Mahendrapala I

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This article is about the Emperor Mahendrapala I of the Gurjara-Pratihara Dynasty. For the Pala Dynasty emperor, see Mahendrapala.
Gurjara–Pratihara rulers
(650–1036 AD)
Nagabhata I (730–760)
Kakkuka and Devaraja (760–780)
Vatsraja (780–800)
Nagabhata II (800–833)
Ramabhadra (833–836)
Mihira Bhoja I (836–885)
Mahendrapala I (885–910)
Bhoja II (910–913)
Mahipala I (913–944)
Mahendrapala II (944–948)
Devpala (948–954)
Vinaykpala (954–955)
Mahipala II (955–956)
Vijaypala II (956–960)
Rajapala (960–1018)
Trilochanpala (1018–1027)
Jasapala (Yashpala) (1024–1036)

Mahendrapala I (885–910) was a ruler of the Gurjara-Pratihara dynasty, the son of Mihir Bhoja I and queen Candra-Bhatta-Rika-Devi. He was also mentioned on various inscriptions in Kathiawar, Punjab and Madhya Pradesh by names Mahindrapala, Mahendrayudha, Mahisapaladeva, and also Nirbhayaraja and Nirbhayanarendra in the plays of Rajasekhara.[1][2]


From the inscriptions discovered at Ramgaya, opposite the Gadadhar temple at Gaya, at Guneria in the southern part of the Gaya district, at Itkhori in the Hazaribagh district of Bihar and at Paharpur in the northern part of the Rajshahi district of Bengal, it came to known that the greater part of Magadha up to even northern Bengal had come under the suzerainty of the monarch Mahendrapala I.[citation needed]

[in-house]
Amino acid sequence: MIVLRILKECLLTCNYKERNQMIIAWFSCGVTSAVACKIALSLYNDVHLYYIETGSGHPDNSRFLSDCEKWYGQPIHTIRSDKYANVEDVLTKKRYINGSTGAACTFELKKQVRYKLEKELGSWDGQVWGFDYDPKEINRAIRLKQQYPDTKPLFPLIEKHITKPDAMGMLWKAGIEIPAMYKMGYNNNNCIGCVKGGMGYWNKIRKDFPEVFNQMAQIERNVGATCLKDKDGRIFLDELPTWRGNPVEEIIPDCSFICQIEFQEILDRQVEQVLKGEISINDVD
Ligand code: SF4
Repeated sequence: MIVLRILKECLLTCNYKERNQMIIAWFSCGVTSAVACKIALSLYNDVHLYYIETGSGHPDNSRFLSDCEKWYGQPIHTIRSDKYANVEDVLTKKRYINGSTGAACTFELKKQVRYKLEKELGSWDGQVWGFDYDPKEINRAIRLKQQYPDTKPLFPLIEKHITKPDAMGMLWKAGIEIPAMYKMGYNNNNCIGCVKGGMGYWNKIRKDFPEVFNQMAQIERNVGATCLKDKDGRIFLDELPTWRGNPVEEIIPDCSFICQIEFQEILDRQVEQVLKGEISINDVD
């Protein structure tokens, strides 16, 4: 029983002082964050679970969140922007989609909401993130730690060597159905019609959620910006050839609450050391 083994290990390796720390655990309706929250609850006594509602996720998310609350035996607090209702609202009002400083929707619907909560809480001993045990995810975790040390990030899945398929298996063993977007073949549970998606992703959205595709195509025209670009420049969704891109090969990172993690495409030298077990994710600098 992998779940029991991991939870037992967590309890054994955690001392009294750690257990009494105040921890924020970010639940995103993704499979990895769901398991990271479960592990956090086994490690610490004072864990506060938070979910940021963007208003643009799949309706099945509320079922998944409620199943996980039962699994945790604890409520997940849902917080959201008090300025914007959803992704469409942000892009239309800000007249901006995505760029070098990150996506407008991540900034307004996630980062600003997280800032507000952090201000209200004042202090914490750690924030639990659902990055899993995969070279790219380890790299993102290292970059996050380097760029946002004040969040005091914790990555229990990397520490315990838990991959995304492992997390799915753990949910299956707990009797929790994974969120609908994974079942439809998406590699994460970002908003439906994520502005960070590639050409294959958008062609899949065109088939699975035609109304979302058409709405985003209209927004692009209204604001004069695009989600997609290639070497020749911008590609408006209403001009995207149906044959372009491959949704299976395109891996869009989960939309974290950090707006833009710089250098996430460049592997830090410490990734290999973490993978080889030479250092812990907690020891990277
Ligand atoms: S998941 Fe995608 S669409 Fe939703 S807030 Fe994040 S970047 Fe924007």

In north his authority was extended up to the foot of the Himalayas. Gwalior was also under his control as the Siyadoni inscription mentions him the ruling sovereign in 903 and 907 A.D.. Thus, he retained the empire transmitted to him by his father Mihir Bhoja and also added some part of Bengal by defeating Palas.[3]

In Dinajpur[disambiguation needed] an inscription pillar of Mahendrapala has been found. A prosperous village on the bank of river Srimati is called Pratirajpur.[4]

Preceded by
Mihira Bhoja I (835–890)
Gurjara Pratihara Emperor
Succeeded by
Bhoj II (910–913)


  1. ^ Rama Shankar Tripathi (1989). History of Kanauj: To the Moslem Conquest. Motilal Banarsidass Publ. p. 248. ISBN 812080404X, ISBN 978-81-208-0404-3. 
  2. ^ Radhey Shyam Chaurasia (2002). History of Ancient India: Earliest Times to 1000 A. D. Atlantic Publishers & Distributors. p. 208. ISBN 81-269-0027-X,ISBN 978-81-269-0027-5. 
  3. ^ Rama Shankar Tripathi (1989). History of Kanauj: To the Moslem Conquest. Motilal Banarsidass Publ. pp. 248–254. ISBN 812080404X, ISBN 978-81-208-0404-3. 
  4. ^ The Archaeological report of dinajpur.